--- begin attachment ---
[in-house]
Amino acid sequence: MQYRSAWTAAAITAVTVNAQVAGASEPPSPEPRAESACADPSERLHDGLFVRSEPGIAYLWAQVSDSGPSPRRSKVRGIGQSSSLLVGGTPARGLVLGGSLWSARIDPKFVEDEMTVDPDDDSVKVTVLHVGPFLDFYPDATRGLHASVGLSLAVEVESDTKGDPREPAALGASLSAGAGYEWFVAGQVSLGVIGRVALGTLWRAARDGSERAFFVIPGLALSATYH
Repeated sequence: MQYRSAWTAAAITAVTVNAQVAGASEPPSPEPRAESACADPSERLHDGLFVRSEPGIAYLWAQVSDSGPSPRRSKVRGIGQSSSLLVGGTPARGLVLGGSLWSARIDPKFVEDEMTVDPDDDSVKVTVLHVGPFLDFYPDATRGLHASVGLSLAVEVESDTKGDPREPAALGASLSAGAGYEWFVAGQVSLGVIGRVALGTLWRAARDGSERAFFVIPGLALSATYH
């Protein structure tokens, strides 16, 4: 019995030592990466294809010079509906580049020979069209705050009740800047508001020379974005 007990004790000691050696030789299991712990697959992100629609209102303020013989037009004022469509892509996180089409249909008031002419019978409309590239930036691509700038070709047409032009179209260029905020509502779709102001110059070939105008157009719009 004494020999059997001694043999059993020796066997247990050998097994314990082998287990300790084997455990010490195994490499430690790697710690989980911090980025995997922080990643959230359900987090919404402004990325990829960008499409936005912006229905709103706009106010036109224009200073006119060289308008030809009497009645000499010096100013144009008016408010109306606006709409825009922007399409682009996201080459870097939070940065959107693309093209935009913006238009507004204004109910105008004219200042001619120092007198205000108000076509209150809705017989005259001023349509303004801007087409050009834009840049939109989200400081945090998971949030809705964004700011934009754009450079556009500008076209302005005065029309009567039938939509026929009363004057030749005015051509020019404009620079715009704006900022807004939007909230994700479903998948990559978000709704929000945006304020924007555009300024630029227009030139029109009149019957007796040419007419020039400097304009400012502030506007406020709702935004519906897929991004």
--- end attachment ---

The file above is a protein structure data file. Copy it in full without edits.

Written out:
[in-house]
Amino acid sequence: MQYRSAWTAAAITAVTVNAQVAGASEPPSPEPRAESACADPSERLHDGLFVRSEPGIAYLWAQVSDSGPSPRRSKVRGIGQSSSLLVGGTPARGLVLGGSLWSARIDPKFVEDEMTVDPDDDSVKVTVLHVGPFLDFYPDATRGLHASVGLSLAVEVESDTKGDPREPAALGASLSAGAGYEWFVAGQVSLGVIGRVALGTLWRAARDGSERAFFVIPGLALSATYH
Repeated sequence: MQYRSAWTAAAITAVTVNAQVAGASEPPSPEPRAESACADPSERLHDGLFVRSEPGIAYLWAQVSDSGPSPRRSKVRGIGQSSSLLVGGTPARGLVLGGSLWSARIDPKFVEDEMTVDPDDDSVKVTVLHVGPFLDFYPDATRGLHASVGLSLAVEVESDTKGDPREPAALGASLSAGAGYEWFVAGQVSLGVIGRVALGTLWRAARDGSERAFFVIPGLALSATYH
């Protein structure tokens, strides 16, 4: 019995030592990466294809010079509906580049020979069209705050009740800047508001020379974005 007990004790000691050696030789299991712990697959992100629609209102303020013989037009004022469509892509996180089409249909008031002419019978409309590239930036691509700038070709047409032009179209260029905020509502779709102001110059070939105008157009719009 004494020999059997001694043999059993020796066997247990050998097994314990082998287990300790084997455990010490195994490499430690790697710690989980911090980025995997922080990643959230359900987090919404402004990325990829960008499409936005912006229905709103706009106010036109224009200073006119060289308008030809009497009645000499010096100013144009008016408010109306606006709409825009922007399409682009996201080459870097939070940065959107693309093209935009913006238009507004204004109910105008004219200042001619120092007198205000108000076509209150809705017989005259001023349509303004801007087409050009834009840049939109989200400081945090998971949030809705964004700011934009754009450079556009500008076209302005005065029309009567039938939509026929009363004057030749005015051509020019404009620079715009704006900022807004939007909230994700479903998948990559978000709704929000945006304020924007555009300024630029227009030139029109009149019957007796040419007419020039400097304009400012502030506007406020709702935004519906897929991004």